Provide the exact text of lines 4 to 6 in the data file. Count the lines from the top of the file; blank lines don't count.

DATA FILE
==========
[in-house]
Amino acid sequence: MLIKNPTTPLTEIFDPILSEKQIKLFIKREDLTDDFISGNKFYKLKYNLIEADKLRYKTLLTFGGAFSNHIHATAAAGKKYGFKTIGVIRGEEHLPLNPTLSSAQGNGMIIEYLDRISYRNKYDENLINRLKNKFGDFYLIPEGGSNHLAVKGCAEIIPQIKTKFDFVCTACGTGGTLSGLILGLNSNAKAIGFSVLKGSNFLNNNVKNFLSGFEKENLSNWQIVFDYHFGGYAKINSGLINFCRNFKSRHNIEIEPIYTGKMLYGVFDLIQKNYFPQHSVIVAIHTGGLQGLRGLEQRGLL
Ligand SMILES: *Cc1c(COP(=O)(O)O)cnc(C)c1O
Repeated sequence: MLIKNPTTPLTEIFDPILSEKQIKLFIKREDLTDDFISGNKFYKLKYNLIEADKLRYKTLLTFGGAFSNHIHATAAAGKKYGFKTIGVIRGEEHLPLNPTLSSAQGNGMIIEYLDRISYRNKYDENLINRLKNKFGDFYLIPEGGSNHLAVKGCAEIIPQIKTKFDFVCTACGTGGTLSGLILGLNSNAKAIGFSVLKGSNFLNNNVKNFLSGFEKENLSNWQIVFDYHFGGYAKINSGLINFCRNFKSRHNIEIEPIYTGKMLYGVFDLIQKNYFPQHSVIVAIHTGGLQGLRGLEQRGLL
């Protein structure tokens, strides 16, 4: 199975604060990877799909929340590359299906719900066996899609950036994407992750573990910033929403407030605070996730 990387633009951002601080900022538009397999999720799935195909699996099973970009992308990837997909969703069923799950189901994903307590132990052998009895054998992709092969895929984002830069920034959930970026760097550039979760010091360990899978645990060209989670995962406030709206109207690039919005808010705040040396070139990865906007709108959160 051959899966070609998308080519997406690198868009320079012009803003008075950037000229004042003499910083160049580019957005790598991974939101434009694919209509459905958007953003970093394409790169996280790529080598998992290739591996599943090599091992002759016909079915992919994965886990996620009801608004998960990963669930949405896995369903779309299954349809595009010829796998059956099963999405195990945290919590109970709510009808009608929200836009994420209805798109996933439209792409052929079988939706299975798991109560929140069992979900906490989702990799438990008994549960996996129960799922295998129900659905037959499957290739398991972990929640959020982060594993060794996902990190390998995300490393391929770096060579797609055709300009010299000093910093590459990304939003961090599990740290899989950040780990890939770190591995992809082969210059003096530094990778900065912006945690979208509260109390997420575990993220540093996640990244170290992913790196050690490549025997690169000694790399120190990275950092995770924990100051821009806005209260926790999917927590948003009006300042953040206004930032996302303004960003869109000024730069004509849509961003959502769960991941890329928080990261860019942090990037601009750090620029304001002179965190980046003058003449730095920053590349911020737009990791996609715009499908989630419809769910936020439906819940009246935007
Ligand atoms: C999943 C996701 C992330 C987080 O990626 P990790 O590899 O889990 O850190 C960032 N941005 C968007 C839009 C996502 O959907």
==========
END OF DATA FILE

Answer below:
Repeated sequence: MLIKNPTTPLTEIFDPILSEKQIKLFIKREDLTDDFISGNKFYKLKYNLIEADKLRYKTLLTFGGAFSNHIHATAAAGKKYGFKTIGVIRGEEHLPLNPTLSSAQGNGMIIEYLDRISYRNKYDENLINRLKNKFGDFYLIPEGGSNHLAVKGCAEIIPQIKTKFDFVCTACGTGGTLSGLILGLNSNAKAIGFSVLKGSNFLNNNVKNFLSGFEKENLSNWQIVFDYHFGGYAKINSGLINFCRNFKSRHNIEIEPIYTGKMLYGVFDLIQKNYFPQHSVIVAIHTGGLQGLRGLEQRGLL
């Protein structure tokens, strides 16, 4: 199975604060990877799909929340590359299906719900066996899609950036994407992750573990910033929403407030605070996730 990387633009951002601080900022538009397999999720799935195909699996099973970009992308990837997909969703069923799950189901994903307590132990052998009895054998992709092969895929984002830069920034959930970026760097550039979760010091360990899978645990060209989670995962406030709206109207690039919005808010705040040396070139990865906007709108959160 051959899966070609998308080519997406690198868009320079012009803003008075950037000229004042003499910083160049580019957005790598991974939101434009694919209509459905958007953003970093394409790169996280790529080598998992290739591996599943090599091992002759016909079915992919994965886990996620009801608004998960990963669930949405896995369903779309299954349809595009010829796998059956099963999405195990945290919590109970709510009808009608929200836009994420209805798109996933439209792409052929079988939706299975798991109560929140069992979900906490989702990799438990008994549960996996129960799922295998129900659905037959499957290739398991972990929640959020982060594993060794996902990190390998995300490393391929770096060579797609055709300009010299000093910093590459990304939003961090599990740290899989950040780990890939770190591995992809082969210059003096530094990778900065912006945690979208509260109390997420575990993220540093996640990244170290992913790196050690490549025997690169000694790399120190990275950092995770924990100051821009806005209260926790999917927590948003009006300042953040206004930032996302303004960003869109000024730069004509849509961003959502769960991941890329928080990261860019942090990037601009750090620029304001002179965190980046003058003449730095920053590349911020737009990791996609715009499908989630419809769910936020439906819940009246935007
Ligand atoms: C999943 C996701 C992330 C987080 O990626 P990790 O590899 O889990 O850190 C960032 N941005 C968007 C839009 C996502 O959907």